Amazon and other retailers are under great pressure to prove that they have the ability to handle higher-than-average online orders under the double whips of the epidemic and holiday shopping spree. This year, more consumers are expected to buy gifts online than in previous years, which may mean that goods on virtual shelves are sold faster and freight capacity is increasingly strained.
Amazon is well prepared for the holiday season compared to the rush at the beginning of the year. The first months of the outbreak were by far the biggest test of Amazon's warehousing and delivery capabilities. The company tried to meet a lot of demand, but the surge in demand rarely broke its two-day delivery commitment.
Since then, Amazon has spent months perfecting its distribution and logistics systems to ensure that it runs smoothly during the holiday shopping season. The company has also increased transportation capacity, significantly increased the number of warehouse staff and increased the choice of goods in warehouses close to consumers.
Amazon has been actively expanding its warehouse to have more storage space for goods. So far this year, the company has added at least 75 new distribution centers, sorting centers, regional aviation hubs and distribution stations in the United States and Canada.
Amazon said it would recruit 100000 seasonal employees to meet the demand for this year's holiday shopping season. In the same period last year, Amazon employed 200000 casual workers. But since the outbreak, Amazon has been recruiting heavily. Between March and April, Amazon added 175000 new operations jobs; in September, it added another 100000 workers.
That means Amazon will be one of the few retailers that will stand the test of "Freight delays and chaos.". The so-called "Freight delays and chaos" means that major carriers will face a shortage of capacity during the holiday season.
"Amazon is a well-functioning machine ," explains Andrea Lee (Andrea Leigh), a former Amazon executive and vice president of strategy and analysis at the Ideoclick of ecommerce consultants ." They' re not going to fall down this holiday season ."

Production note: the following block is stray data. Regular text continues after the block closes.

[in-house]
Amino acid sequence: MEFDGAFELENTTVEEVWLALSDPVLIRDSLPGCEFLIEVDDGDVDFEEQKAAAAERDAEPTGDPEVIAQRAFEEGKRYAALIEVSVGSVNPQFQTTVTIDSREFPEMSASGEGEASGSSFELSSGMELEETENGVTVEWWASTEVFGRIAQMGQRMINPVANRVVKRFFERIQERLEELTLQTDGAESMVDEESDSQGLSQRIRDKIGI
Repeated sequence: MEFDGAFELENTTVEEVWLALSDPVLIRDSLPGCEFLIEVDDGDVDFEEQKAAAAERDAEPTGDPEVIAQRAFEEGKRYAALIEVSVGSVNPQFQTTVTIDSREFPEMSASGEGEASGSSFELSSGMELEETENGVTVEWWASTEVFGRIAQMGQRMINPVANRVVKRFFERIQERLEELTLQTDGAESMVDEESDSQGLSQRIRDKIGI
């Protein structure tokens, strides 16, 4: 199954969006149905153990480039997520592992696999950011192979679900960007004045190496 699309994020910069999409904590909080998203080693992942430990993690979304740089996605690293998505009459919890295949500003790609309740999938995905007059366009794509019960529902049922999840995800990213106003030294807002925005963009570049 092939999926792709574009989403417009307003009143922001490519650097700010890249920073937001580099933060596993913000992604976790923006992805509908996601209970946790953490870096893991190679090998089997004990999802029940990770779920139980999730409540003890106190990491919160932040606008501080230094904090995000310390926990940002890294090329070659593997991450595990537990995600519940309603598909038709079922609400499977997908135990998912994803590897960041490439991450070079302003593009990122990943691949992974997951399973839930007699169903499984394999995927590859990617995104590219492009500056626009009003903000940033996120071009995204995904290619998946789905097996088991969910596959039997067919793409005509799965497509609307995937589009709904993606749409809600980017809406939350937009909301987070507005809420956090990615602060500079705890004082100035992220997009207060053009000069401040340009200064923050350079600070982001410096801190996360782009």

Even so, Amazon is likely to make some minor adjustments to ease the holiday season load.
Earlier this week, Amazon highlighted alternative distribution options that allow holiday shoppers to pick up packages from nearby physical retail stores and community "centers.". The company also launched an "Amazon day" service, which allows shoppers to receive all Amazon orders on one day instead of receiving different orders at different times of the week.
Some people believe that Amazon launched these measures to release part of its last mile delivery capacity during the holiday delivery peak. But Amazon denies that. The company said the services were designed to "provide consumers with more choices.".
Andrea Li said she also noticed that Amazon raised the booking pick-up fee when returning the goods. Now, Amazon first suggests that shoppers will return packages in Kohl's convenience stores, Amazon lockers, or UPS stores.
An Amazon spokesman denied that the company encouraged consumers to place returned packages elsewhere or increase the cost of booking for pickup.
"It's not true," the spokesman said. "Amazon offers consumers a variety of free, simple and convenient ways to return goods."
Andrea Li also said that Amazon might offer discounts to shoppers who choose "non-urgent delivery" at checkout, or check the option by default at checkout to subtly imply that shoppers choose "non-urgent delivery ". Amazon has set up banner ads on the checkout page to tell consumers that they can get a $3 discount if they are willing to wait a few more days for the order.